Net neutrality: The freedom to get (free) access to freedom

Image: The State of Net Neutrality, by Greg Landgraf. All rights reserved.

To imagine that you are travelling from Sydney to New Castle. Right before you get onto M1, an officer showed up and asked whether you have purchased a “highway entry” plan or whether you are driving a certain manufacture’s vehicle model. “Why? No, I didn’t.” “So, then you have to be kept on the slow lane.” Slowly moving among all those poor cars on the narrow slow lane, you feel frustrated and bored, so you turned on the radio and started to enjoy some beautiful music. Three minutes later, “dear basic plan user,” some voice from the radio saying, “you have reached the limit for you package, please enjoy the next 30 minutes of advertisement, thank you.”

A nightmare. But it might be the real life without net neutrality (NN) regulatory.

 

The history and the present of Net Neutrality

Net neutrality (NN), by its simplest meaning, is that all internet information should be able to be accessed equally, and your Internet Service Provider (ISP) should not be able to improperly discriminate different sourced information by slowing down your visits to them or charging you more for certain sites or services (Krämer, J., Wiewiorra, L., & Weinhardt, C., 2013). Just like the scenario I described in the beginning, if such a content “censorship” is allowed to be guaranteed to internet service providers, the access to different sources of information will be no longer equal (and soon will be no longer free).

Explaining Net Neutrality
Image by Jim Cossler. All rights reserved.

Different countries and areas in today’s world hold different stances and situations regarding to net neutrality regulations. United States is one of the most active “battlefield” around this issue, especially with the current Trump administration overturning net neutrality rules in 2018, which was widely viewed as a result of big internet service provider companies’ lobbyists efforts (Bass, 2017). In Europe, the net neutrality regulations are going to be enshrined to the level of legislation though the outcomes are not yet predictable, while in Brazil, the legalization of net neutrality regulatory is in process since the Brazilian National Congress recently adopted related bills (Diplo Foundation, 2014).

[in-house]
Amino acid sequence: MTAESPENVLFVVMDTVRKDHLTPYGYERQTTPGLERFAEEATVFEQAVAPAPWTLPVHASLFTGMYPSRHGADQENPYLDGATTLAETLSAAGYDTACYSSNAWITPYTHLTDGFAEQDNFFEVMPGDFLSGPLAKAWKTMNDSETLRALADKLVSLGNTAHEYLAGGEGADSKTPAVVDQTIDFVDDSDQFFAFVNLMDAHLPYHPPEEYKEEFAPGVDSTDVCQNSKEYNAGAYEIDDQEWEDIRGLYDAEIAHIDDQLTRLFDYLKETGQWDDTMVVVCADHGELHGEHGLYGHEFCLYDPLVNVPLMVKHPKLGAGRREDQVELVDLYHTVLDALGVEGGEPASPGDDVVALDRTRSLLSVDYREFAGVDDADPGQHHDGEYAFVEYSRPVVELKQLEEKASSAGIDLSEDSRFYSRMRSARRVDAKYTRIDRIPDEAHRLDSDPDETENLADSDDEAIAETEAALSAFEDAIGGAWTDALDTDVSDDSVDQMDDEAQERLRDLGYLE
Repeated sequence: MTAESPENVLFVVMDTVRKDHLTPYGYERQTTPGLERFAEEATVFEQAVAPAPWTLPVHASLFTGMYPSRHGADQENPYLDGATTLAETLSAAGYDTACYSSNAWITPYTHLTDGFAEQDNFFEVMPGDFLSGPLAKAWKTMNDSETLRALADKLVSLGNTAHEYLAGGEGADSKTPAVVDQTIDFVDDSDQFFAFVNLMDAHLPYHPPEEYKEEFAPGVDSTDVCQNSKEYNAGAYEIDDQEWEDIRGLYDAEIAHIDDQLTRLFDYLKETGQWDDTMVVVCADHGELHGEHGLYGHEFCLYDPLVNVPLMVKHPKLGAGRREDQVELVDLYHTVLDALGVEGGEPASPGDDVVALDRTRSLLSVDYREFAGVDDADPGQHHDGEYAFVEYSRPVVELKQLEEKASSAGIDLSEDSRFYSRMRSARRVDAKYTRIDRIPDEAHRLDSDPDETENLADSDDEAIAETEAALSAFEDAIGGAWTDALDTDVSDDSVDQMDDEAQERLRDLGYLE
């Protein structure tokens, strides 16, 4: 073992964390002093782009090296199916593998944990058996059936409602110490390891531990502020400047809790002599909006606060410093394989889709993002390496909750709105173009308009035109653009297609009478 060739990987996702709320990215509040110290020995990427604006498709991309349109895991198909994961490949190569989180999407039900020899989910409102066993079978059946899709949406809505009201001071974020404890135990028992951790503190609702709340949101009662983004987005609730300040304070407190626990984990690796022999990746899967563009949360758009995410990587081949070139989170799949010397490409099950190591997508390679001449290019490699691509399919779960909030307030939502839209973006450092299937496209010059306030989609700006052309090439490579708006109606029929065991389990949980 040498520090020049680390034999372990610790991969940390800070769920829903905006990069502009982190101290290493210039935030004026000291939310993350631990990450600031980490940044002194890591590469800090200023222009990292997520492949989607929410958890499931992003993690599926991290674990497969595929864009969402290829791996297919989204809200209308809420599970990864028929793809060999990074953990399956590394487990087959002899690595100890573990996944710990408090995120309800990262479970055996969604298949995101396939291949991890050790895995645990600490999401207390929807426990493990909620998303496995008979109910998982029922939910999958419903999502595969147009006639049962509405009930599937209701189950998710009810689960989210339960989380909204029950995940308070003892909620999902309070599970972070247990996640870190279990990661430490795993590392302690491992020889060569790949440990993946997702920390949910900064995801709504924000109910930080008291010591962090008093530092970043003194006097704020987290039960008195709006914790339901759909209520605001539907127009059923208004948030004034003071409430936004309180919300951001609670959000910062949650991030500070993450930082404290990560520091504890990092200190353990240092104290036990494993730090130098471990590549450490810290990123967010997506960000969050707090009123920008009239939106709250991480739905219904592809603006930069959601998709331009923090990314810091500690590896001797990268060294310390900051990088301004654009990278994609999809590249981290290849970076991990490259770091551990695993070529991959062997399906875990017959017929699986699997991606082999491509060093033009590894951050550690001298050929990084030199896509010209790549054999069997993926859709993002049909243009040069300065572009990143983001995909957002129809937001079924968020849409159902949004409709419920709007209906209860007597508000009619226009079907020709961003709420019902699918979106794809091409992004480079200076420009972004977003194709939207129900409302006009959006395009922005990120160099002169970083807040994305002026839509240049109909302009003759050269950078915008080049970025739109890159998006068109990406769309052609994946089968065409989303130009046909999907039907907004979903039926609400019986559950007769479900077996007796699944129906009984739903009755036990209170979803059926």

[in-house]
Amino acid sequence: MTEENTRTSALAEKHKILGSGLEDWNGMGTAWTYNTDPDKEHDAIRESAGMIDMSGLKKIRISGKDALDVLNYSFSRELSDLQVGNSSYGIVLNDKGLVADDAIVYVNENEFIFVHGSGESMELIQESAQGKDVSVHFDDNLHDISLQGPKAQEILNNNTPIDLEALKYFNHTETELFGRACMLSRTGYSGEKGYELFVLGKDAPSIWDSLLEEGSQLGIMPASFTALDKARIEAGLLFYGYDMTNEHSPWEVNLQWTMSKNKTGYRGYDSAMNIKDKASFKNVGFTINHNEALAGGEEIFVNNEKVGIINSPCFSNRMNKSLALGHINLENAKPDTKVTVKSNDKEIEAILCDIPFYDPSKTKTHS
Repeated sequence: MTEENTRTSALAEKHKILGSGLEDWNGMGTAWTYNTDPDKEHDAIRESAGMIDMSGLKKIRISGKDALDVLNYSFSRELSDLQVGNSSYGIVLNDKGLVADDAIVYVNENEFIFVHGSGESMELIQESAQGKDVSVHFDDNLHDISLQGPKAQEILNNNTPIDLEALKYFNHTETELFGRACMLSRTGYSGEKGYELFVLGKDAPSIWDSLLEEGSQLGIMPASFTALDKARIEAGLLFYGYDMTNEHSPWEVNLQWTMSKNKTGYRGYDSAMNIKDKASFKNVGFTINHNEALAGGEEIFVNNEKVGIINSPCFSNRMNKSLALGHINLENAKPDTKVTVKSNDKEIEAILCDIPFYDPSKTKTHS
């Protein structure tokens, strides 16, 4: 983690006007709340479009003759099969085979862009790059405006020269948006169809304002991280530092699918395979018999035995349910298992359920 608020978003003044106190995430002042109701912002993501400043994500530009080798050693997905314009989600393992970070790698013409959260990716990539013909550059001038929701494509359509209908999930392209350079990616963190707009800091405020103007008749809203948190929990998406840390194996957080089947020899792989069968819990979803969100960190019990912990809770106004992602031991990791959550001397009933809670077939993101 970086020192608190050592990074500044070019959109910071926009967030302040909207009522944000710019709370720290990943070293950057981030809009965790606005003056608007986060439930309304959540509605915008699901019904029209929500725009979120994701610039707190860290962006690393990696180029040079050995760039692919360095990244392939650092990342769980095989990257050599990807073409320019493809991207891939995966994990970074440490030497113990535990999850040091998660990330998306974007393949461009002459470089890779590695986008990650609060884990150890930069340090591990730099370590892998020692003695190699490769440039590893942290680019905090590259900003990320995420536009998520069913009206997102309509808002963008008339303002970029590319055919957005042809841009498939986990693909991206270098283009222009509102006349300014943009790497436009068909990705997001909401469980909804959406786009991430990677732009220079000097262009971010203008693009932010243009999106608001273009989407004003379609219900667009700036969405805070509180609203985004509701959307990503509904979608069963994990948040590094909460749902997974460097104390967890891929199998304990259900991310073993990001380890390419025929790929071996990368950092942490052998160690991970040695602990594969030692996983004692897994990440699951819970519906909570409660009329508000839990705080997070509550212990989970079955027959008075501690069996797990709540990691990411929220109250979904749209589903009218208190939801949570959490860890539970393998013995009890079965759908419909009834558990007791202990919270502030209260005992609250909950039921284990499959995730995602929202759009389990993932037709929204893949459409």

Taking the most complicated and multi-sides involved example of the United States, we can see that the establishment of net neutrality rules is not through a flat road, not to mention the legalization of net neutrality. Interestingly, though the underlying idea of protecting the equal access to internet information behind the anti-discrimination claims of net neutrality rules is definitely an idea rooted deeply in democratic politics with a long history, the debate over the right of internet service providers restricting the access and usage of certain information is quite near. In 2003, Columbia University Law professor Tim Wu brought up the term of “network neutrality” due to the concern about some broadband providers prohibiting users from using virtual private networks (VPNs), and called for anti-discrimination rules (Finley, 2020). During Bush and Obama administrations, the Federal Communications Commission (FCC) has been spending years in enforcing rules to protect net neutrality. However, big companies such as AT&T, comcast, and other broadband providers have also been putting great efforts in overturning net neutrality protection rules. In 2017, the Trump-era FCC eventually successfully voted to remote the restrictions of service providers on blocking or throttling content, following by the continuous efforts by industry companies trying to overturn a 2015 FCC rule which classified them as common carriers under Title II of the Communication Act and thus put more obligations on them (Finley, 2020). Will the situation change again along with the change of political situation and industry circumstance? It is hard to say. But what can we learn from this short but interesting history, especially considering the case of Australia?

 

Embracing Net Neutrality in Australia

Mostly as internet service users, we can easily take the position of supporters of net neutrality. However, there are more important reasons we should embrace net neutrality in Australia. I will take two perspective to further discuss the reasons: one from the industry perspective, and one from the individual development and social well-being perspective.

To protect innovation and creation

The invention and development of internet, as well as its widely usage all over the world, is not only a technology revolution, but also an economy revolution. The invention and application of a great tool is definitely a powerful boost for productivity and thus for the economy, but the ubiquitous and open nature of the internet makes it the incubator of hundreds and thousands of new tools and technologies, which is the most powerful and valuable meaning of open internet (Barua, A., Whinston, A. B., & Yin, F., 2000).